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Last Updated: Monday, 8 October 2007, 09:01 GMT 10:01 UK
Platform secured after collapse
The instability of the platform has made the rescue operation difficult

Specialist marine engineers are being flown into Pembrokeshire to help secure a giant floating platform, which collapsed on Saturday.

One worker was killed and seven others rescued following the incident at 1500 BST at the Milford Haven liquefied natural gas (LNG) terminal.

A 44-year-old Dutchman who was recovered from the water has been named as Adrianus Van Ham.

The platform has now floated upright after freeing itself from the mud.

The platform, being used to support a crane, buckled over shortly after 1530 BST on Saturday.

Around eight people were working on the rig and a number of them were thrown into the water.

A major search and rescue operation involving coastguards, police, fire crews and paramedics was launched.

The collapsed barge at Milford Haven
An exclusion zone was set up after the incident

Two men were pulled from the water and five were clinging to the rig. One of those is still receiving treatment in hospital. The search for the missing man was called off late on Saturday night due to weather conditions.

Rescue teams resumed the search on Sunday using a remote vessel and underwater camera.

The Milford Haven Port Authority established an exclusion zone around the barge, amid fears it could capsize.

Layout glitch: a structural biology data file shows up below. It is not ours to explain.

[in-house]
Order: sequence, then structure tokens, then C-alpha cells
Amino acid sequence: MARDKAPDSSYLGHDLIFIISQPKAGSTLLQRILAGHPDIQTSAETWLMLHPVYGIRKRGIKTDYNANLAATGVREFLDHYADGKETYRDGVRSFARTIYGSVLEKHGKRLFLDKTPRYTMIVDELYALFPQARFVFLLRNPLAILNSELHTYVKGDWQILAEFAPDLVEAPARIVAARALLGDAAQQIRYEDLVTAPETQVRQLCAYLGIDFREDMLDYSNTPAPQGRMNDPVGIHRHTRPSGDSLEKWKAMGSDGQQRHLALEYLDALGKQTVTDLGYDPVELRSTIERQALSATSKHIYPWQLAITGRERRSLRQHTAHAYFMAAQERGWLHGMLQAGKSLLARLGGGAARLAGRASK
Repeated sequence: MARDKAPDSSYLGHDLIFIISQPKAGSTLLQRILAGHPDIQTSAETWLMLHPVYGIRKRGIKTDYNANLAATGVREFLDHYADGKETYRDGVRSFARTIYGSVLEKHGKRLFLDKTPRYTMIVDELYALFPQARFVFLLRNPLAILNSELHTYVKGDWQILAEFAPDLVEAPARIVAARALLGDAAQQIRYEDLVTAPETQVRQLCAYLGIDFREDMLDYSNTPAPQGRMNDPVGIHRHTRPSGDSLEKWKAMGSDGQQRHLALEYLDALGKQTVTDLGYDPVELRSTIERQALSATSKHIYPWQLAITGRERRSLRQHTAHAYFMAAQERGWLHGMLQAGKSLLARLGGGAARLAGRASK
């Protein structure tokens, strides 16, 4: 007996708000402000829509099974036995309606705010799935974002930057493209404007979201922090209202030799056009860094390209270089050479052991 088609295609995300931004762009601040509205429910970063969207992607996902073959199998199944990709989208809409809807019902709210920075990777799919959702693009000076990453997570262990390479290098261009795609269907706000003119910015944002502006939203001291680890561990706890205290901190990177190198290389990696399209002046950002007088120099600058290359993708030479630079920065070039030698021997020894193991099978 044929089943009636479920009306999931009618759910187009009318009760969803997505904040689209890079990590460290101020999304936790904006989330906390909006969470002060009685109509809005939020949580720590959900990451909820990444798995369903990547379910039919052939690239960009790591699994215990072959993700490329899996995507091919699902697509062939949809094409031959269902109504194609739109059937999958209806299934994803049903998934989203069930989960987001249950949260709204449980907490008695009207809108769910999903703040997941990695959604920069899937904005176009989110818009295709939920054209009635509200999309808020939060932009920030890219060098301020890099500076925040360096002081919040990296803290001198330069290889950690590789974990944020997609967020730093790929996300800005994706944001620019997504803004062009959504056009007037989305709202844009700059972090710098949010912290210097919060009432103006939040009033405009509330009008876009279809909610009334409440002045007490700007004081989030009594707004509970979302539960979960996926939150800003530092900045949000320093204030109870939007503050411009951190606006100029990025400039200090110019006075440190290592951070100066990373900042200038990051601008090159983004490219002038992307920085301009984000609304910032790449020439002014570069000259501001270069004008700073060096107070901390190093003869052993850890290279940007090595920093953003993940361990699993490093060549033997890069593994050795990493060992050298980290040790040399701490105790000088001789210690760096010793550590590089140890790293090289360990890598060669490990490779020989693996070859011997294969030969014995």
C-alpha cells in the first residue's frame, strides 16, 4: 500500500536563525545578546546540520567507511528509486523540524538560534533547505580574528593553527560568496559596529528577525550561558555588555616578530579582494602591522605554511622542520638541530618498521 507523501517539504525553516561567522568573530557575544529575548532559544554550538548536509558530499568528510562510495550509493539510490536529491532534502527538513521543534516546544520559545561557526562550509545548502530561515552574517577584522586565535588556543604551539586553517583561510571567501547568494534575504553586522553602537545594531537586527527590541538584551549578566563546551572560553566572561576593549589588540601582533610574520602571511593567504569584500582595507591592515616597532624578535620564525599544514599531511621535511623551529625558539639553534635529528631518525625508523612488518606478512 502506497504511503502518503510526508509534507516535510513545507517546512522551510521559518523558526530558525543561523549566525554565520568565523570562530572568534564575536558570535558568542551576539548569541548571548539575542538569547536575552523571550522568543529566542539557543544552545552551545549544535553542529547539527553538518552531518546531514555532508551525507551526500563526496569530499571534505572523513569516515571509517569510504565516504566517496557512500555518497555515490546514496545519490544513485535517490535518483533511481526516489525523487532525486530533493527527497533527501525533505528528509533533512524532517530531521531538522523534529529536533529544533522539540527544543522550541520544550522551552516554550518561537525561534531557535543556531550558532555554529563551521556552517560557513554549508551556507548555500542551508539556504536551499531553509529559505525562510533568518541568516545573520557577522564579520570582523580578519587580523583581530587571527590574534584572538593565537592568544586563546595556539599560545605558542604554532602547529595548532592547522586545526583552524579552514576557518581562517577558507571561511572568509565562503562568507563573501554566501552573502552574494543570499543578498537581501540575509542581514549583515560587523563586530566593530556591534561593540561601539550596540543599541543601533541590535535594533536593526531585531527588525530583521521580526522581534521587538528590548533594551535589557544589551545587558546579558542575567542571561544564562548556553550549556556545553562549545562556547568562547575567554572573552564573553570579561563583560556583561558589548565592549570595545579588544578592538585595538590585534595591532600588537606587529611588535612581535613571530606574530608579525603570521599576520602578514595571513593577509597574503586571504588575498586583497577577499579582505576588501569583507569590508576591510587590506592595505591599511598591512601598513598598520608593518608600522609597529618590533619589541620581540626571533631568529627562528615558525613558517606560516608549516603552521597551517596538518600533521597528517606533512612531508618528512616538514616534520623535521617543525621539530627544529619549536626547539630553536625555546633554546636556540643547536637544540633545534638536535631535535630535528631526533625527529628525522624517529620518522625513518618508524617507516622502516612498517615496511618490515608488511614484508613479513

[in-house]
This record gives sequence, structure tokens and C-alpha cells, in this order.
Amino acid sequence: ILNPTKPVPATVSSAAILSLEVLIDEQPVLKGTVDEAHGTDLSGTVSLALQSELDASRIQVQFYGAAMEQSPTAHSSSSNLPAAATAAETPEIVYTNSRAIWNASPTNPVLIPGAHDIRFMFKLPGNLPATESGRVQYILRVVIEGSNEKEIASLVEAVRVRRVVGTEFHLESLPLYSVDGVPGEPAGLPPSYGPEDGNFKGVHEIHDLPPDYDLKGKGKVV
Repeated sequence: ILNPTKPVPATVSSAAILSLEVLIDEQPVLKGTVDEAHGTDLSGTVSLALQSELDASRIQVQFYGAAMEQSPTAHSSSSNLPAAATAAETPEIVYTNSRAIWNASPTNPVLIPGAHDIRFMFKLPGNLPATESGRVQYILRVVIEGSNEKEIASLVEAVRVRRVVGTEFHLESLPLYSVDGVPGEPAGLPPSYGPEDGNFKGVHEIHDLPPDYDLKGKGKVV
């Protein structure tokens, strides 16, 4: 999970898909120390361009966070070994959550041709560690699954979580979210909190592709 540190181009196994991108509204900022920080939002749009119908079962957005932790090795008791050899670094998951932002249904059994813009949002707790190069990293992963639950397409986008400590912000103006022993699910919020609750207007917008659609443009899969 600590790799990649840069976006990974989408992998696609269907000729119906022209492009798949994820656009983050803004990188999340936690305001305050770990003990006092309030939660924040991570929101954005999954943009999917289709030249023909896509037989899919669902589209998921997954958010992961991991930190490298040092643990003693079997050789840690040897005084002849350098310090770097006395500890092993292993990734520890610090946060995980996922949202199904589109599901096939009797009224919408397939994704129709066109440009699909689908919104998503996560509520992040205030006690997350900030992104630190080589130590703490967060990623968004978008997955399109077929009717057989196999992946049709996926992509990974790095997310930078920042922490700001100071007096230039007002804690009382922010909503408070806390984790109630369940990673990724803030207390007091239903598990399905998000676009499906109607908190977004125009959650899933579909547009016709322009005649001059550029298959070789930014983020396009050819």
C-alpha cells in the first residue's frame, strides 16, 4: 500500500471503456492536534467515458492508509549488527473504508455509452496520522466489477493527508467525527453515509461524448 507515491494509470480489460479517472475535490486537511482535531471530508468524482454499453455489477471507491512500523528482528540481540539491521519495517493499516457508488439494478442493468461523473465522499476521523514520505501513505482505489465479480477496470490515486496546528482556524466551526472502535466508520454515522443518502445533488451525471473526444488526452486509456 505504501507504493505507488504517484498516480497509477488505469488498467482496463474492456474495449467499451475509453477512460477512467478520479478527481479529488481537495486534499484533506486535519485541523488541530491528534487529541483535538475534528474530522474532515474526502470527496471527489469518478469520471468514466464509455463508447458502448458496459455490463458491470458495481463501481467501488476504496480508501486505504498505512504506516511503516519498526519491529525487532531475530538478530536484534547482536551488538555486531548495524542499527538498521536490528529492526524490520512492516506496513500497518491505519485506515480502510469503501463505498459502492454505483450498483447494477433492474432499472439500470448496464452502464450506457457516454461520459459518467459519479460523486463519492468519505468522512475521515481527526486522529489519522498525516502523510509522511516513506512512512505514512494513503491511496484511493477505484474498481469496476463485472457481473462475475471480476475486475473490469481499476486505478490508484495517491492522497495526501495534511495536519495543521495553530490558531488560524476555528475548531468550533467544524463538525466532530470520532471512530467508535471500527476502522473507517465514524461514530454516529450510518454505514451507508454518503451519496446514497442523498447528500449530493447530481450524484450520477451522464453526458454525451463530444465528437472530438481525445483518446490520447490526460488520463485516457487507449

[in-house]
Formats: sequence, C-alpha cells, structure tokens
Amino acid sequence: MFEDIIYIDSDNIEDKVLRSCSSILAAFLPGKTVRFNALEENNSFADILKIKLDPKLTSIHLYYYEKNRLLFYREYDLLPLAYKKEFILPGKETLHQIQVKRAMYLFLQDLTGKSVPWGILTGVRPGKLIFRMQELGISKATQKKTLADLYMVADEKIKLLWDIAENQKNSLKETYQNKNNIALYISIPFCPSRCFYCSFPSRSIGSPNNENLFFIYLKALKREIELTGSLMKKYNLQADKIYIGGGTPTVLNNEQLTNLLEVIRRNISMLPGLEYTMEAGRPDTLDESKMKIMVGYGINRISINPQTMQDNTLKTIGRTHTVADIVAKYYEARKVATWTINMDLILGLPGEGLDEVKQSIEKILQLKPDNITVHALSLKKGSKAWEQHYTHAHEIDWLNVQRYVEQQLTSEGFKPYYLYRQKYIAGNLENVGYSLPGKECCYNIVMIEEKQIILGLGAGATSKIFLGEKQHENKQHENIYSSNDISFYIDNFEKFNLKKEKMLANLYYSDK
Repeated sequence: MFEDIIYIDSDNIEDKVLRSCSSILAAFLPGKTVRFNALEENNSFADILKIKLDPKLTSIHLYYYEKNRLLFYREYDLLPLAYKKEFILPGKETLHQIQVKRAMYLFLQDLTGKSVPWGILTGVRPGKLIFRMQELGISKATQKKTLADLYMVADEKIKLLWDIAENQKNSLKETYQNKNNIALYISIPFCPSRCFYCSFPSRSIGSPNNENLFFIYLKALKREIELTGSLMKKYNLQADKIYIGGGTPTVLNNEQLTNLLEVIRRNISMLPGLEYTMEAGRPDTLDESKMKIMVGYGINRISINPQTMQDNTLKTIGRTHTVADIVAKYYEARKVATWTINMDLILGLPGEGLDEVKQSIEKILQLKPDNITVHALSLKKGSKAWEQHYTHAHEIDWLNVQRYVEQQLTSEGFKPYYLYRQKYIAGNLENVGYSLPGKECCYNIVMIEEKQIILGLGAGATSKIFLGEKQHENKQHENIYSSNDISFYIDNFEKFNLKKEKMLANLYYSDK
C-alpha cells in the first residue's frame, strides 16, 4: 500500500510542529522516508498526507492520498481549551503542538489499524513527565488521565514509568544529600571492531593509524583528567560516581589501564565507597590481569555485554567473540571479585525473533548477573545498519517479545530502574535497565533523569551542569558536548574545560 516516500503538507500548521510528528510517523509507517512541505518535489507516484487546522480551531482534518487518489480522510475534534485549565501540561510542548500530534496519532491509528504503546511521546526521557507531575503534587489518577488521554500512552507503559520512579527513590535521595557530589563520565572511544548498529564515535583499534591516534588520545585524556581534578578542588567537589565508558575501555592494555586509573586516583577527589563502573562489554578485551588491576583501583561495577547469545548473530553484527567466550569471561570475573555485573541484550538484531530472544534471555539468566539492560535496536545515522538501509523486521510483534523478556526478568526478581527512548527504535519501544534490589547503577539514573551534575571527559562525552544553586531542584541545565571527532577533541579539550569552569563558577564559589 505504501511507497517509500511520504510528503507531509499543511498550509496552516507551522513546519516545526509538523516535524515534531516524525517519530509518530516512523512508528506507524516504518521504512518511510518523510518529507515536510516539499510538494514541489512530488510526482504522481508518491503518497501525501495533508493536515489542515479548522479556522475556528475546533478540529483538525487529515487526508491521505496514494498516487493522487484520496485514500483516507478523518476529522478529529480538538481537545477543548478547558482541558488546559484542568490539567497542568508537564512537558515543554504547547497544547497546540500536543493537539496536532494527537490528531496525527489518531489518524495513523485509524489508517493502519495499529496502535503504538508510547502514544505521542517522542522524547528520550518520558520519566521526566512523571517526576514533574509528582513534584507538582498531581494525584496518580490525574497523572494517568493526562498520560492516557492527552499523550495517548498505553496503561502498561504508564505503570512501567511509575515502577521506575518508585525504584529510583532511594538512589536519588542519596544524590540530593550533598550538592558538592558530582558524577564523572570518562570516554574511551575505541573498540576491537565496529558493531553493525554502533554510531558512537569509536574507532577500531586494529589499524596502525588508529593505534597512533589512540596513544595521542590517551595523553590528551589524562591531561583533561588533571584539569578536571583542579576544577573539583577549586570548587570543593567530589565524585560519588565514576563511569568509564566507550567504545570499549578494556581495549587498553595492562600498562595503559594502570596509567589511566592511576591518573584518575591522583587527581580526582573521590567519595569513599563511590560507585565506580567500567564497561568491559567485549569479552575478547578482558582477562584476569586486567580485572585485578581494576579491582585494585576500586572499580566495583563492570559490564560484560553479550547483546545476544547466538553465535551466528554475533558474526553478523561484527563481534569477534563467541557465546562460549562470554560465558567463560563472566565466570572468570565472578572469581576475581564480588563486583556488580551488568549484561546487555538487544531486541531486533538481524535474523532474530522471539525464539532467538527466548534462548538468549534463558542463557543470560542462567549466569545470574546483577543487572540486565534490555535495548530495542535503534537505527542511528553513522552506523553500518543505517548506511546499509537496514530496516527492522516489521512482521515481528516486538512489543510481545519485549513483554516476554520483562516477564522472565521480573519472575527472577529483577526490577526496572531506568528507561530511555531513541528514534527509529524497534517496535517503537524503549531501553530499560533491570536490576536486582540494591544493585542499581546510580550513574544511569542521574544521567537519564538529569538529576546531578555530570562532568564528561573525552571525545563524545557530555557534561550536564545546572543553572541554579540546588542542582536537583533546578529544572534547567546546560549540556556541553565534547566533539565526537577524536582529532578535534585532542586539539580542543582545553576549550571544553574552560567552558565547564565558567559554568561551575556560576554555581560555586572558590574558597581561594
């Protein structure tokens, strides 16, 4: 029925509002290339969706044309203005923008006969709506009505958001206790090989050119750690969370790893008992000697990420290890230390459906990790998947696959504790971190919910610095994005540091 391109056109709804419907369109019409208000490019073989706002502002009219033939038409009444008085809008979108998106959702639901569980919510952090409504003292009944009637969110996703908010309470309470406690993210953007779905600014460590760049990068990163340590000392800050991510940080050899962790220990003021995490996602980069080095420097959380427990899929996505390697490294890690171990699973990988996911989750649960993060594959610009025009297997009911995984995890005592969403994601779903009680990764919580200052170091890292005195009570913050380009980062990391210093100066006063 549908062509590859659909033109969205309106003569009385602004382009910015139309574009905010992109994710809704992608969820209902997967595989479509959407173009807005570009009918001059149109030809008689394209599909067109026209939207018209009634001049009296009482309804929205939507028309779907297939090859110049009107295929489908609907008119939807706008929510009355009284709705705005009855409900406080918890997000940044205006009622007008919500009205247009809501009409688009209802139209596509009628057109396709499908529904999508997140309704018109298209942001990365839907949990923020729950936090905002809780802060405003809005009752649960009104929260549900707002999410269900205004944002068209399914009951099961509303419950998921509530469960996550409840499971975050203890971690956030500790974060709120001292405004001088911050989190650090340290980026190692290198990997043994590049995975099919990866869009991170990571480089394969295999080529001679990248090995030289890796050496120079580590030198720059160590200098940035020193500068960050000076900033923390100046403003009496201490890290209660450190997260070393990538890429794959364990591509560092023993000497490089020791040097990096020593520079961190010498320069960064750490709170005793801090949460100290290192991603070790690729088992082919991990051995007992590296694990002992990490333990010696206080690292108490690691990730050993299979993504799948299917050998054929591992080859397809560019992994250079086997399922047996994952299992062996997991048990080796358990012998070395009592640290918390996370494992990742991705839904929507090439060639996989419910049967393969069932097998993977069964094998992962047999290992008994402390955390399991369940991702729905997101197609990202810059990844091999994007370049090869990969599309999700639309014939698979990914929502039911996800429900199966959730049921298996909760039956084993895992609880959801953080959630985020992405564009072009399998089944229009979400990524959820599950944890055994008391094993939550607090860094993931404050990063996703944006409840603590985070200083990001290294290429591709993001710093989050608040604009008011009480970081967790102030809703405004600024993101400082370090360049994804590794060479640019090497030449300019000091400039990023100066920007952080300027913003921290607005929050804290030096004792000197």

The port re-opened on Sunday afternoon, but the body of the sub-contractor was not recovered until Sunday night because of the structure's instability.

Chief Inspector Steve Matchett said for some hours it had been too dangerous to recover the body.

Arriving on site are salvage experts, engineering experts, people from literally the four corners of the world are arriving to assess the situation
John Constable, South Hook LNG

"Specialist divers were involved in the operation, but due to safety reasons were unable to enter the water at that time," he said.

"However, a remotely operated vessel was used and regrettably located a body which we believe to be that of a 44-year-old Dutch national."

The four-legged platform is now lying at an angle of less than 45 degrees to the sea, with most of it under water.

A 2,000 litre diesel tank which is also in the water is thought to be safe, although an anti-pollution vessel is on standby.

Specialist recovery engineers are travelling from overseas to work out how best to lift the rig.

John Constable of South Hook LNG said: "Arriving on site are salvage experts, engineering experts, people from literally the four corners of the world are arriving to assess the situation.

The Health and Safety Executive (HSE) has launched an investigation and the company has said it will hold a full in-depth investigation into the incident.



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